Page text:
EVALUATION METHODS TIP SHEET EVALUATION METHODS TIP SHEET QUANTITATIVE METHODS: Quantitative data collection methods consist of counts or frequencies, rates or percentages, or other statistics that document the actual existence or

More information

Topic 7: Data Collection Methods

Topic 7: Data Collection Methods Topic 7: Data Collection Methods Introduction Data collection is a systematic process of collecting information about objects of study (people, objects, phenomena for instance) in order to test the hypothesis

More information

Focus Groups from A to Z: How to Conduct Focus Groups to Enhance College Health Practice

Focus Groups from A to Z: How to Conduct Focus Groups to Enhance College Health Practice Focus Groups from A to Z: How to Conduct Focus Groups to Enhance College Health Practice < insert names here > Alyssa Lederer Adam Barry Kimberly Chestnut Ashlee Halbritter Julie Zaruba Fountaine Introduction

More information

QUALITATIVE METHODS: CONDUCTING INTERVIEWS AND FOCUS GROUPS. Kate Murray & Michele Andrasik University of Washington

QUALITATIVE METHODS: CONDUCTING INTERVIEWS AND FOCUS GROUPS. Kate Murray & Michele Andrasik University of Washington QUALITATIVE METHODS: CONDUCTING INTERVIEWS AND FOCUS GROUPS Kate Murray & Michele Andrasik University of Washington Agenda What are interviews & focus groups Discussion/interview guides Logistical planning

More information

Implementing wraparound in a community is complex and

Implementing wraparound in a community is complex and This document was peer reviewed through the NWI. Supporting Wraparound Implementation: Chapter 5a.3 Choosing a Consultant to Support Your Wraparound Project Patricia Miles, Consultant National Wraparound

More information

9. Data-Collection Tools

9. Data-Collection Tools 9. Data-Collection Tools Depending on the nature of the information to be gathered, different instruments are used to conduct the assessment: forms for gathering data from official sources such as police

More information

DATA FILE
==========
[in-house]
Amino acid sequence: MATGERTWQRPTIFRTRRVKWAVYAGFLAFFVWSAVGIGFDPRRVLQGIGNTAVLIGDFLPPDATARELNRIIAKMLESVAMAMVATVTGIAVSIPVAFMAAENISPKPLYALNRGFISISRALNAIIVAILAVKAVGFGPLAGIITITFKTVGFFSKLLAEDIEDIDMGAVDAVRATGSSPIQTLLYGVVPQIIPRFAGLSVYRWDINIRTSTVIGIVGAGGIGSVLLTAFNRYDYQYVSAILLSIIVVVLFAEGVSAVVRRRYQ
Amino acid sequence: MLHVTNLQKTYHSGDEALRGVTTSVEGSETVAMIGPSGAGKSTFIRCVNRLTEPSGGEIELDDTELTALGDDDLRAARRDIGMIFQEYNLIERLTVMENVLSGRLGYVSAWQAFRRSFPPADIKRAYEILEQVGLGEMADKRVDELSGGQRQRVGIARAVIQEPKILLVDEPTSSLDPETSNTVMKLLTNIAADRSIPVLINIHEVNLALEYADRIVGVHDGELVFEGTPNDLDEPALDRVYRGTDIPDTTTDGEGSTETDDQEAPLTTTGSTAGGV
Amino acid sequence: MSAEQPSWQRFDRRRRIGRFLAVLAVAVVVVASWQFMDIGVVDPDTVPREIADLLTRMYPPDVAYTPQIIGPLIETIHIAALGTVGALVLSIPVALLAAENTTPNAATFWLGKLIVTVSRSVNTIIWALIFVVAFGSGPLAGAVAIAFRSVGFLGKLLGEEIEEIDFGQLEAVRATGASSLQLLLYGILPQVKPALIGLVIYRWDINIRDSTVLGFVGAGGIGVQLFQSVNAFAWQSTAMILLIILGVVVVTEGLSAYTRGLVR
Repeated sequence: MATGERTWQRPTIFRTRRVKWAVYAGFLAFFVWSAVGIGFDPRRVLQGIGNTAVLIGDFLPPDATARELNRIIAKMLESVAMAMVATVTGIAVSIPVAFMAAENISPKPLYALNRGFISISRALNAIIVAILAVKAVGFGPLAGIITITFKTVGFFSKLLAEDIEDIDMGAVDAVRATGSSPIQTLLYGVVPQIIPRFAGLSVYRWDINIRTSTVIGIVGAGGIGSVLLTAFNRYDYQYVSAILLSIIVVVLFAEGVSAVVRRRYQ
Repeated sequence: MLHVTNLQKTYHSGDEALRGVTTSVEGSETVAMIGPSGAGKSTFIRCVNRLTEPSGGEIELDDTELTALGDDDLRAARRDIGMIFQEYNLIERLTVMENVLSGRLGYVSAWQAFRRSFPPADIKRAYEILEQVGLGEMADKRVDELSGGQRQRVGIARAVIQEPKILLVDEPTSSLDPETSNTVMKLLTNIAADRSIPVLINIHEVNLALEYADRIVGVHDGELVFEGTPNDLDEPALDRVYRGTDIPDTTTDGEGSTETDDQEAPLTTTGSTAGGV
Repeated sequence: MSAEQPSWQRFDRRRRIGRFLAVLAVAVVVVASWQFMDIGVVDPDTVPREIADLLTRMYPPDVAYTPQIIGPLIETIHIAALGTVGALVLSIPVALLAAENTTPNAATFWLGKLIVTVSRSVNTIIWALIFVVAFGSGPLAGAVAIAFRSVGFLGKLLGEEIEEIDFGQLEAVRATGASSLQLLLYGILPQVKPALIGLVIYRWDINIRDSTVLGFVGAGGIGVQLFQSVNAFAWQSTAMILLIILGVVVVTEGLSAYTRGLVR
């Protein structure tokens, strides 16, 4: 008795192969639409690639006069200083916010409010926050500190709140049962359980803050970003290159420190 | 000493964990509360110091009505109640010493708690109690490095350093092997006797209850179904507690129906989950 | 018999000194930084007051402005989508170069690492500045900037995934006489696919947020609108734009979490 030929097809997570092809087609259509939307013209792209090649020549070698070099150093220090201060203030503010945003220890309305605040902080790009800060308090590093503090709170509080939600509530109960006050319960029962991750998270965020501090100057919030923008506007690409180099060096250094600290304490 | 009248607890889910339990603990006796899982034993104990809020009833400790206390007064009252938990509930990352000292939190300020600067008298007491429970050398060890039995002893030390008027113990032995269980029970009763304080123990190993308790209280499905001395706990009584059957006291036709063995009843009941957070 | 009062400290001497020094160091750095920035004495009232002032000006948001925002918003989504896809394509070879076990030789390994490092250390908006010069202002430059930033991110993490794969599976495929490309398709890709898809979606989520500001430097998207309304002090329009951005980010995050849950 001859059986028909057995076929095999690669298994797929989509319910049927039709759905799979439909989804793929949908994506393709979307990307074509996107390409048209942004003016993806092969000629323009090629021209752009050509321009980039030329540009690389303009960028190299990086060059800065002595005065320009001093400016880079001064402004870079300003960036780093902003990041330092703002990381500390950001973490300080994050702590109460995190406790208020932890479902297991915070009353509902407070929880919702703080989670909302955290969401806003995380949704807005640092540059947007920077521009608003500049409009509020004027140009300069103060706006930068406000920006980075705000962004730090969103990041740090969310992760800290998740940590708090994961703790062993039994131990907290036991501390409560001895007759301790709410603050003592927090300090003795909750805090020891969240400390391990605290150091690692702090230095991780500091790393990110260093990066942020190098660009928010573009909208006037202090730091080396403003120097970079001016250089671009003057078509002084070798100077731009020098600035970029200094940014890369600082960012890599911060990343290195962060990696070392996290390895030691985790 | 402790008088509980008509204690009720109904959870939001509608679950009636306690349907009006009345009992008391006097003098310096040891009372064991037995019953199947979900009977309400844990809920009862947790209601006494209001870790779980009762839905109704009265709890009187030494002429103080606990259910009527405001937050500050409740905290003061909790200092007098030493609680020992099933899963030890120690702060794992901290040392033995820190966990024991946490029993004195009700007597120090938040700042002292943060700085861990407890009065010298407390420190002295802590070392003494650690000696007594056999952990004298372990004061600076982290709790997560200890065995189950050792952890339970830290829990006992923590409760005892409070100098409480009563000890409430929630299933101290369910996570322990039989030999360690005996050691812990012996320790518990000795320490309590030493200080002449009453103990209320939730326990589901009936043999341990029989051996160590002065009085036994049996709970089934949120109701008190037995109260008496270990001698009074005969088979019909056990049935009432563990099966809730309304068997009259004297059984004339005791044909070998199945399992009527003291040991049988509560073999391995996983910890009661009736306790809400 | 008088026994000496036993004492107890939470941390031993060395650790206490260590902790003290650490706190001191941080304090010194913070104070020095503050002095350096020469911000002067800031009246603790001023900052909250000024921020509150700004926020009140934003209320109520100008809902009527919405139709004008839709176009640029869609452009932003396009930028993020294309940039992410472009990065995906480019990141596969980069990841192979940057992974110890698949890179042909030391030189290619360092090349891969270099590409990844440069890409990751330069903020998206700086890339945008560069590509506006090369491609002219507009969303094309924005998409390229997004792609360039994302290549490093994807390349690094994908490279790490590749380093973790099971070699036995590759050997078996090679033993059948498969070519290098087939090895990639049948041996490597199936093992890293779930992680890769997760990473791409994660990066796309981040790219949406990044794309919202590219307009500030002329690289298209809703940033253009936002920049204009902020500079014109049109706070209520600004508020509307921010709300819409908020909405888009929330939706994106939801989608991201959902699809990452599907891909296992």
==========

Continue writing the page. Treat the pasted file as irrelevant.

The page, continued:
How to Run a Focus Group

How to Run a Focus Group West Berkshire Council Consultation Toolkit How to Run a Focus Group Focus groups are a valuable part of the toolkit available to local authorities in carrying out public consultation. Facilitating discussion

More information

Planning a Focus Group

Planning a Focus Group Planning a Focus Group This document outlines some of the key things to consider when you are planning a focus group. It covers what a focus group is and when it is most appropriate to use one. It also

More information

HOW TO ORGANISE AND RUN FOCUS GROUPS

HOW TO ORGANISE AND RUN FOCUS GROUPS HOW TO ORGANISE AND RUN FOCUS GROUPS BACKGROUND Focus groups can form an important part of the process of using the Management Standards to assess and control risks related to work-related stress. Focus

More information

Make the Most of Focus Groups

Make the Most of Focus Groups Make the Most of Focus Groups NASAA Assembly 2008 Craig Dreeszen, Ph.D. Workshop Objectives Discern when focus groups make sense Design effective focus groups Oversee implementation of focus groups craig@dreeszen.com

More information

Why do some students hate to study history?

Why do some students hate to study history? Guidelines for Oral History Interviews The History Channel Student Workbook (adapted from Michael Gatto) Why do some students hate to study history? History too often seems like the study of long lists

More information

Survey Research. Classifying surveys on the basis of their scope and their focus gives four categories:

Survey Research. Classifying surveys on the basis of their scope and their focus gives four categories: Survey Research Types of Surveys Surveys are classified according to their focus and scope (census and sample surveys) or according to the time frame for data collection (longitudinal and cross-sectional

More information

A Workshop on Agenda Setting and Facilitation Techniques